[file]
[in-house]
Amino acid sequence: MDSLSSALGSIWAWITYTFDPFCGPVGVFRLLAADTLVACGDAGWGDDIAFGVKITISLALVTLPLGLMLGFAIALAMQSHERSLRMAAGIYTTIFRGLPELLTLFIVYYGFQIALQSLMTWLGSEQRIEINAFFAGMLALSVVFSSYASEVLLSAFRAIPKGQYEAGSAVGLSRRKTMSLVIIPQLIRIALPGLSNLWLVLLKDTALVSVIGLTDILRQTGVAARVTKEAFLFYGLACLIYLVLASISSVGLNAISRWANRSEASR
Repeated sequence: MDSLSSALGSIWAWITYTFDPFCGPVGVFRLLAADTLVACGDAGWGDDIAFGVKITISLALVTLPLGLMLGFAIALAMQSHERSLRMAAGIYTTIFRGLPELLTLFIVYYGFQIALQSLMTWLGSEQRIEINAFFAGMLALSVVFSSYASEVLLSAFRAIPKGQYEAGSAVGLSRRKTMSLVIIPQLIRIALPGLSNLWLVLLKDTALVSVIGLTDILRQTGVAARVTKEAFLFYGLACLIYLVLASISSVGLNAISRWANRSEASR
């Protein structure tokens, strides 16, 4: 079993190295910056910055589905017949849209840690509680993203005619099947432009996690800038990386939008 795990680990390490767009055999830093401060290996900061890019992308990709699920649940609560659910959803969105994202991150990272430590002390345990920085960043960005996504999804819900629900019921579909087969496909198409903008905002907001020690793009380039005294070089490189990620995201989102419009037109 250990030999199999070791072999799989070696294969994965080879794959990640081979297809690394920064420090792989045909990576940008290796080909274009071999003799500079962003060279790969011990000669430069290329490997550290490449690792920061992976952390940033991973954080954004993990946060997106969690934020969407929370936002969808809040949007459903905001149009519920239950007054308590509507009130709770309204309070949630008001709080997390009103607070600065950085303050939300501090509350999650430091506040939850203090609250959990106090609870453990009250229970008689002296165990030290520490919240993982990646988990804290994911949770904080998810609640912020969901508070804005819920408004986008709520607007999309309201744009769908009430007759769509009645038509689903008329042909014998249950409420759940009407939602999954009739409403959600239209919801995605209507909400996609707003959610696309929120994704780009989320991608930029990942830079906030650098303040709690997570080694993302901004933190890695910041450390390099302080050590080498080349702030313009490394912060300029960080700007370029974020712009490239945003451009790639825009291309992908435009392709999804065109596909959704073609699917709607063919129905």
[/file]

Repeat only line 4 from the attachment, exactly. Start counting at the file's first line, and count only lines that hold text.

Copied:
């Protein structure tokens, strides 16, 4: 079993190295910056910055589905017949849209840690509680993203005619099947432009996690800038990386939008 795990680990390490767009055999830093401060290996900061890019992308990709699920649940609560659910959803969105994202991150990272430590002390345990920085960043960005996504999804819900629900019921579909087969496909198409903008905002907001020690793009380039005294070089490189990620995201989102419009037109 250990030999199999070791072999799989070696294969994965080879794959990640081979297809690394920064420090792989045909990576940008290796080909274009071999003799500079962003060279790969011990000669430069290329490997550290490449690792920061992976952390940033991973954080954004993990946060997106969690934020969407929370936002969808809040949007459903905001149009519920239950007054308590509507009130709770309204309070949630008001709080997390009103607070600065950085303050939300501090509350999650430091506040939850203090609250959990106090609870453990009250229970008689002296165990030290520490919240993982990646988990804290994911949770904080998810609640912020969901508070804005819920408004986008709520607007999309309201744009769908009430007759769509009645038509689903008329042909014998249950409420759940009407939602999954009739409403959600239209919801995605209507909400996609707003959610696309929120994704780009989320991608930029990942830079906030650098303040709690997570080694993302901004933190890695910041450390390099302080050590080498080349702030313009490394912060300029960080700007370029974020712009490239945003451009790639825009291309992908435009392709999804065109596909959704073609699917709607063919129905």